Ransomed by Grace: God’s incredible plan to bring us near
What is humanity’s greatest need?
I asked this question of a group of people recently, and got differing answers. Many of them cited survival. The need for food, water, shelter. Of course, that didn’t surprise me; these needs are obvious, some of the most basic and essential aspects of being human. We’re not gods – we need to work hard to simply keep existing.
But maintaining existence is not really the preeminent need of the human race. If it were, what would be the point of existing at all? If we only live to survive, if our greatest aim is just to fill out a lifetime, it would be better not to have lived at all. No, this question has its root in something far more profound.
What humanity needs most is not survival or success or human companionship. Rather, we need divine companionship – or, better put, communion. Our infinite and beautiful God created us so that we could live in intimate fellowship with Him. That is the reason for our existence and the truest purpose of our lives.
But here’s the tragic twist to the story. In ourselves, as sinners, we are completely cut off from the fulfillment of our greatest need. Filthy and rebellious covenant-breakers, we are not only unworthy but unable to see God face to face. We desperately need this relationship, and cannot have it. The work of lifetimes could never bring us near. It is impossible.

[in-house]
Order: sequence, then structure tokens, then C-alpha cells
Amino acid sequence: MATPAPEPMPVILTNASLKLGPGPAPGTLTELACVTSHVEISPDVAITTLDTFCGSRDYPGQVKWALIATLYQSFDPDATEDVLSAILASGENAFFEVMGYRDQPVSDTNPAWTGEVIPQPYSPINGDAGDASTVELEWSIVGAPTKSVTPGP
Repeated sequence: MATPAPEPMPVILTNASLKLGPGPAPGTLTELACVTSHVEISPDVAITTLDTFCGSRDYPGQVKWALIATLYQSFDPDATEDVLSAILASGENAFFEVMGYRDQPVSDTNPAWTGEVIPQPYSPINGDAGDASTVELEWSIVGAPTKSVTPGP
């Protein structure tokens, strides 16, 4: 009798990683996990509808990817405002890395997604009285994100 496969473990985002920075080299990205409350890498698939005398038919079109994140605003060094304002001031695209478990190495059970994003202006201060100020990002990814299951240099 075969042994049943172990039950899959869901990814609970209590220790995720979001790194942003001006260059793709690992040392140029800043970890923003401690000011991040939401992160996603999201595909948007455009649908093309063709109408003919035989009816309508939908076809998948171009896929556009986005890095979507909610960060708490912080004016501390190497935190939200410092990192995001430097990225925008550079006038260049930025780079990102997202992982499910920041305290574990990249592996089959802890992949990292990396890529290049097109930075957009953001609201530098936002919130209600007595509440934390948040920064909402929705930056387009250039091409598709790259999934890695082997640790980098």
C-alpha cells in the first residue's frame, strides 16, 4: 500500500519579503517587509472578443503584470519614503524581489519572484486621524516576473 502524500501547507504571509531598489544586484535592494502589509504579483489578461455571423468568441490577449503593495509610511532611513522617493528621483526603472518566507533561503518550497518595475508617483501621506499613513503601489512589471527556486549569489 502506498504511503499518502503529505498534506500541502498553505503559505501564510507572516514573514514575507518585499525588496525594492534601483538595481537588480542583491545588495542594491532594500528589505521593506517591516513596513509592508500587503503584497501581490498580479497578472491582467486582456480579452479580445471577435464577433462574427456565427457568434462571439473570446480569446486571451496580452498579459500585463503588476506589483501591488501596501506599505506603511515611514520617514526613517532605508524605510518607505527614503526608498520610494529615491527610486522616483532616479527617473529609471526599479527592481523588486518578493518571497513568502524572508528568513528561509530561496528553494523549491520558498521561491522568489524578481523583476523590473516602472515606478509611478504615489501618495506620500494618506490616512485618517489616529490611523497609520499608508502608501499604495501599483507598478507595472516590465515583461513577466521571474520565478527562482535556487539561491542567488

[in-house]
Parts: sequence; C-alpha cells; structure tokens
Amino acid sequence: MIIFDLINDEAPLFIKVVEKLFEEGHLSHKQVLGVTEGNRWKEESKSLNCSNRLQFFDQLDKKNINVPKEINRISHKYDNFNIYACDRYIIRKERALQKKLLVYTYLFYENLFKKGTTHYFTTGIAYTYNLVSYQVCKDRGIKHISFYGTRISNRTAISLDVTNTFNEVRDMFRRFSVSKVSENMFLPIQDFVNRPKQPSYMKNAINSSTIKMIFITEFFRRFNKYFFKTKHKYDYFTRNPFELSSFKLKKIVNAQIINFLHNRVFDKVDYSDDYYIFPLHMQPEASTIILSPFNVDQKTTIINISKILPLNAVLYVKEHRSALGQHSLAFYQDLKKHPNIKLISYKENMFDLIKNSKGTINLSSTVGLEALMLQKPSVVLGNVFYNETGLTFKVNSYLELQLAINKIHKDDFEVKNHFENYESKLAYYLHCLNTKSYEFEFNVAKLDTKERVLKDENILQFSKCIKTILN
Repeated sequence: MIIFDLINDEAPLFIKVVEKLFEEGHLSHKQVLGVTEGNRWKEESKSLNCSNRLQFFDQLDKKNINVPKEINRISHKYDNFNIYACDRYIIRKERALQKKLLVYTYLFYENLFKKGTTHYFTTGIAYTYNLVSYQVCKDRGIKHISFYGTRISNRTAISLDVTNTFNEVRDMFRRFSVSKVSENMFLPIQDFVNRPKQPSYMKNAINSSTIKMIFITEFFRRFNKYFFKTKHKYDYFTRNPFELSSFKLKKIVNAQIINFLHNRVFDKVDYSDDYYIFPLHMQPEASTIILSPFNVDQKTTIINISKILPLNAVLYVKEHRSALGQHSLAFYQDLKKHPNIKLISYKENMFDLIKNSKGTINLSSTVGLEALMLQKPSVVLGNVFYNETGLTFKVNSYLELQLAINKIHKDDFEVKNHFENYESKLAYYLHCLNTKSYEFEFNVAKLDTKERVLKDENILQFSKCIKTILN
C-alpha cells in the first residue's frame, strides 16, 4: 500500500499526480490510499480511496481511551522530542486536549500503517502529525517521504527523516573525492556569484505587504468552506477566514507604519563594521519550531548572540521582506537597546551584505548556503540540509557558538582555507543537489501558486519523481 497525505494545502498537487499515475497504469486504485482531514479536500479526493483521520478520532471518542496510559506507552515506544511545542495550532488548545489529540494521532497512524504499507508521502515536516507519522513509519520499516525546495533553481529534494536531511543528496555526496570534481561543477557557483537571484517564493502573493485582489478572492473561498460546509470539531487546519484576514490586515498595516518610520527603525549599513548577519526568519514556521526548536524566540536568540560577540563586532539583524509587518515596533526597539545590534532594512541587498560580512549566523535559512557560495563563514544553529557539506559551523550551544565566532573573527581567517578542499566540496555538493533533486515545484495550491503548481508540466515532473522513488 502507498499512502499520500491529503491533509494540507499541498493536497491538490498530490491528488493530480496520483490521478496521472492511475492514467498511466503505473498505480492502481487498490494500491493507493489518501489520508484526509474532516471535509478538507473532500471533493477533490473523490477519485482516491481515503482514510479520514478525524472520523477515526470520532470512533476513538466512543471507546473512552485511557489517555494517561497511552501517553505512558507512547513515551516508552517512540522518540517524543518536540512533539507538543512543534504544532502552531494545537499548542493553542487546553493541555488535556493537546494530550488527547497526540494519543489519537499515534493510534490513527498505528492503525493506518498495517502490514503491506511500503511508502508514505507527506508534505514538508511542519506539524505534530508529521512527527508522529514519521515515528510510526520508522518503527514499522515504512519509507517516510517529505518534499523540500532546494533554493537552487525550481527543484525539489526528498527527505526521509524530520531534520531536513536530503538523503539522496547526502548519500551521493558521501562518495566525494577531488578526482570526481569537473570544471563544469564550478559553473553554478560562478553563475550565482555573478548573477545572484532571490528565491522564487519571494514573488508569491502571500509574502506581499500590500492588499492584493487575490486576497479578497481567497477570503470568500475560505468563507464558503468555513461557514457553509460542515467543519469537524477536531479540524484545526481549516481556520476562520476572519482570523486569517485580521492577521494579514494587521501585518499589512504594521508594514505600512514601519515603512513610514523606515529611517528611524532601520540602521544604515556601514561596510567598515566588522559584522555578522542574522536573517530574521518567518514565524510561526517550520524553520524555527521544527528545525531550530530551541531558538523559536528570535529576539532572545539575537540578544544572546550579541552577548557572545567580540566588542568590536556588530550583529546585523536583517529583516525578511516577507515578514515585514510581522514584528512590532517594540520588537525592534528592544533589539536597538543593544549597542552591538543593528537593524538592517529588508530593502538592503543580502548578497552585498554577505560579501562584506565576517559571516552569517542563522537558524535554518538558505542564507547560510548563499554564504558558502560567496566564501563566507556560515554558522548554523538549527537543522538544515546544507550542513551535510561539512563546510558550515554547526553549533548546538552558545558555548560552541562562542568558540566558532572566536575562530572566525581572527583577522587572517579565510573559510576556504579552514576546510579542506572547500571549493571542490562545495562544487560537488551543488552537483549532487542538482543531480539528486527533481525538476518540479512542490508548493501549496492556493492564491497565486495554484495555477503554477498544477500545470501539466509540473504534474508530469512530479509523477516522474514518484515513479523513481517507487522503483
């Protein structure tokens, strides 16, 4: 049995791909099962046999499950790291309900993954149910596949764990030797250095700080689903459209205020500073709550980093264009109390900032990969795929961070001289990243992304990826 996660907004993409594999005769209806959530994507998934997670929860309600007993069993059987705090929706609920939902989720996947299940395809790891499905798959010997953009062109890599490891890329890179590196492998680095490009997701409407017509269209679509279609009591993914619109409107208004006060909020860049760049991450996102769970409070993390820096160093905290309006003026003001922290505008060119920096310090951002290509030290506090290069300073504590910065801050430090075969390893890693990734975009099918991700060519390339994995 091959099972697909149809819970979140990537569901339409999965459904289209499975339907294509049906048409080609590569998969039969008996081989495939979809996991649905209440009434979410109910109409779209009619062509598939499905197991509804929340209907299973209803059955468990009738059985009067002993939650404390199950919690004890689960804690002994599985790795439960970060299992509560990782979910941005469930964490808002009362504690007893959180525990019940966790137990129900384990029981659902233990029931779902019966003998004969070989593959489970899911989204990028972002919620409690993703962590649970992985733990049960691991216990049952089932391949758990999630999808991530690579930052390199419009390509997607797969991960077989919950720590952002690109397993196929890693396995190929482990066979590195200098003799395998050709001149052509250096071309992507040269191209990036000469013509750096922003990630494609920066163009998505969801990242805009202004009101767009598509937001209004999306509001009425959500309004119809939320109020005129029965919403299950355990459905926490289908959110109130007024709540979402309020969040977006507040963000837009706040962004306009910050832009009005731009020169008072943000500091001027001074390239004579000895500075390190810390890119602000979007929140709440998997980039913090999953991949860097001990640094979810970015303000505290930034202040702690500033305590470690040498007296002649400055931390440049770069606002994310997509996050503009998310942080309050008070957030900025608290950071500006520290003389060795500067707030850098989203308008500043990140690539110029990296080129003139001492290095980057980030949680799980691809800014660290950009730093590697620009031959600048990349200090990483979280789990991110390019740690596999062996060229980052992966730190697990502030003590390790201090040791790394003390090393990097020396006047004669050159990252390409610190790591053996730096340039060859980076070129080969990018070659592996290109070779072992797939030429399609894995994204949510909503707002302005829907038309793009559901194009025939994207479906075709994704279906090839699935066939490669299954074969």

For man. For man it is impossible.
But with God all things are possible. And this is where grace steps in. Grace takes enemies and brings them near. Sinners and makes them justified. Grace redeems doomed rebels, heals broken natures, and rights twisted desires. Grace does the impossible.
The solution wasn’t easy. The gifts of grace are never cheap – they are free but costly. The reason for this lies in the character of God and the nature of sin. When dealing with God, sin can’t be ignored or swept under the rug. Our God is not only perfect, He is the definition of perfection. If He were to invite us into His presence without atoning for our sin, His glory would consume us. That is why communion with Him is impossible for unredeemed sinners. The thought is not even logical.
Even when we were sinners, God loved us. He wanted us near Him. That was His plan from the beginning, and He was willing to make the greatest imaginable sacrifice in order to accomplish it. What He did was so amazing that we cannot understand it with our finite minds. Christ took on Himself the guilt and horror of sin so that we would be able to say “No condemnation.” The Father poured out hell on His Son so that we would never know the full meaning of wrath. He abandoned Him to die so that we could be brought near, given life, and called beloved. Now He can, with equal mercy and justice, forgive our sins and welcome us into His presence. On earth and throughout eternity, we can find that fellowship with Him that completes and satisfies us. We can enjoy our Creator and fulfill our destiny.
This is grace. This is stunning, abundant, beautiful grace. And it provides for our souls what nothing else could. Grace has found a way. Against all odds, beyond all comprehension, it has provided for our greatest need.
That’s good news.